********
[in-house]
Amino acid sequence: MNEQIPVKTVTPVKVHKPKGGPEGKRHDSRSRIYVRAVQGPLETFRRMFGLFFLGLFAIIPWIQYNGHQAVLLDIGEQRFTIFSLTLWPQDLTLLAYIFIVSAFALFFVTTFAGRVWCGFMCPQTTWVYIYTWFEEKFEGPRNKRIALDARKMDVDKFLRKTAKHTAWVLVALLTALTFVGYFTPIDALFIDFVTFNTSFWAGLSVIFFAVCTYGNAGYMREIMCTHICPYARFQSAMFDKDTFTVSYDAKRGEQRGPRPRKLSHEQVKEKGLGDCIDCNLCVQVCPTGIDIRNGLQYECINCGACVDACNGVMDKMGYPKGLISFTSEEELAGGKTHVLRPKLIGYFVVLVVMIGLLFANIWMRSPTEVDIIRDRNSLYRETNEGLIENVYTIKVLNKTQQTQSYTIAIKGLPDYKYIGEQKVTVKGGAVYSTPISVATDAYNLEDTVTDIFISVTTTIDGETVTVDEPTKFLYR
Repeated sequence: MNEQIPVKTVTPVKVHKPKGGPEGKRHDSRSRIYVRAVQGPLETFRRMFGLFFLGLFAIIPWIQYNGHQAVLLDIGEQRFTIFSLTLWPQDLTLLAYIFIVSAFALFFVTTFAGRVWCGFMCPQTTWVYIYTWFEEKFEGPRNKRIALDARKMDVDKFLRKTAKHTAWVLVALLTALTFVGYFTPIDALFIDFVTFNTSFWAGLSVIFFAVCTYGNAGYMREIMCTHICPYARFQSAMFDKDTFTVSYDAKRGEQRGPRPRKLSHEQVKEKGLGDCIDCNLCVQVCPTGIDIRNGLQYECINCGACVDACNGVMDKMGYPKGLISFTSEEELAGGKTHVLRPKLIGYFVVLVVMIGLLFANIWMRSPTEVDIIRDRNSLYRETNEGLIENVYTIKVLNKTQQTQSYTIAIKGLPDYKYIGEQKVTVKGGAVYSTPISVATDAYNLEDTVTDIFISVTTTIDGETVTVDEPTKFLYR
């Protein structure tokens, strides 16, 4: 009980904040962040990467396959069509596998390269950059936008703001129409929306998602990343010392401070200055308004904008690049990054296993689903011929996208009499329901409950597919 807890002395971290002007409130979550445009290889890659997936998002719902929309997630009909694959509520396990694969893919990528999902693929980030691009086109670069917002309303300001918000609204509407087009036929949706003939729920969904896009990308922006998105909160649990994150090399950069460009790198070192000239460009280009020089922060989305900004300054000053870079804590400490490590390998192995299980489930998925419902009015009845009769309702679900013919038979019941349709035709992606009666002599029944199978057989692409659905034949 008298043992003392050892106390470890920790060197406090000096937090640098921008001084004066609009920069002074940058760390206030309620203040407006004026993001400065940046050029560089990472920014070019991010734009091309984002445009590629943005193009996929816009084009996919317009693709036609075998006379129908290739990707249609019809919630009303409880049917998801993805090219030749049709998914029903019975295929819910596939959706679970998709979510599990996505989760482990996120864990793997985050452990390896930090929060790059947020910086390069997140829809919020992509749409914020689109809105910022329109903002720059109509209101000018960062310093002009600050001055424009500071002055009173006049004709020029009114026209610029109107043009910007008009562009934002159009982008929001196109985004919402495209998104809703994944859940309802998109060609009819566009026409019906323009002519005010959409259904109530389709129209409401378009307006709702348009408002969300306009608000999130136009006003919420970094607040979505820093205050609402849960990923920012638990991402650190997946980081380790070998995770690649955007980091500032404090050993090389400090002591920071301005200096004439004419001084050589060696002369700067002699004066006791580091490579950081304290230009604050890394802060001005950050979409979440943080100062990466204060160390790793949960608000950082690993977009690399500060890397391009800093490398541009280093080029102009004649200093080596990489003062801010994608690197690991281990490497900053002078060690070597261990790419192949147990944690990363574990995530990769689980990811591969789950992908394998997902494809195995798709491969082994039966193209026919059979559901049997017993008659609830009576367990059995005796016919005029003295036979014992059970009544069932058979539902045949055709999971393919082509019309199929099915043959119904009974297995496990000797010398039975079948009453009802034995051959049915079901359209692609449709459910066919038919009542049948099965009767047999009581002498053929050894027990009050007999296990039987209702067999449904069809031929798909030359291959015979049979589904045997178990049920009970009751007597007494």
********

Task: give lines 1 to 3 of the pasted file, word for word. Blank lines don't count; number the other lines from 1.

[in-house]
Amino acid sequence: MNEQIPVKTVTPVKVHKPKGGPEGKRHDSRSRIYVRAVQGPLETFRRMFGLFFLGLFAIIPWIQYNGHQAVLLDIGEQRFTIFSLTLWPQDLTLLAYIFIVSAFALFFVTTFAGRVWCGFMCPQTTWVYIYTWFEEKFEGPRNKRIALDARKMDVDKFLRKTAKHTAWVLVALLTALTFVGYFTPIDALFIDFVTFNTSFWAGLSVIFFAVCTYGNAGYMREIMCTHICPYARFQSAMFDKDTFTVSYDAKRGEQRGPRPRKLSHEQVKEKGLGDCIDCNLCVQVCPTGIDIRNGLQYECINCGACVDACNGVMDKMGYPKGLISFTSEEELAGGKTHVLRPKLIGYFVVLVVMIGLLFANIWMRSPTEVDIIRDRNSLYRETNEGLIENVYTIKVLNKTQQTQSYTIAIKGLPDYKYIGEQKVTVKGGAVYSTPISVATDAYNLEDTVTDIFISVTTTIDGETVTVDEPTKFLYR
Repeated sequence: MNEQIPVKTVTPVKVHKPKGGPEGKRHDSRSRIYVRAVQGPLETFRRMFGLFFLGLFAIIPWIQYNGHQAVLLDIGEQRFTIFSLTLWPQDLTLLAYIFIVSAFALFFVTTFAGRVWCGFMCPQTTWVYIYTWFEEKFEGPRNKRIALDARKMDVDKFLRKTAKHTAWVLVALLTALTFVGYFTPIDALFIDFVTFNTSFWAGLSVIFFAVCTYGNAGYMREIMCTHICPYARFQSAMFDKDTFTVSYDAKRGEQRGPRPRKLSHEQVKEKGLGDCIDCNLCVQVCPTGIDIRNGLQYECINCGACVDACNGVMDKMGYPKGLISFTSEEELAGGKTHVLRPKLIGYFVVLVVMIGLLFANIWMRSPTEVDIIRDRNSLYRETNEGLIENVYTIKVLNKTQQTQSYTIAIKGLPDYKYIGEQKVTVKGGAVYSTPISVATDAYNLEDTVTDIFISVTTTIDGETVTVDEPTKFLYR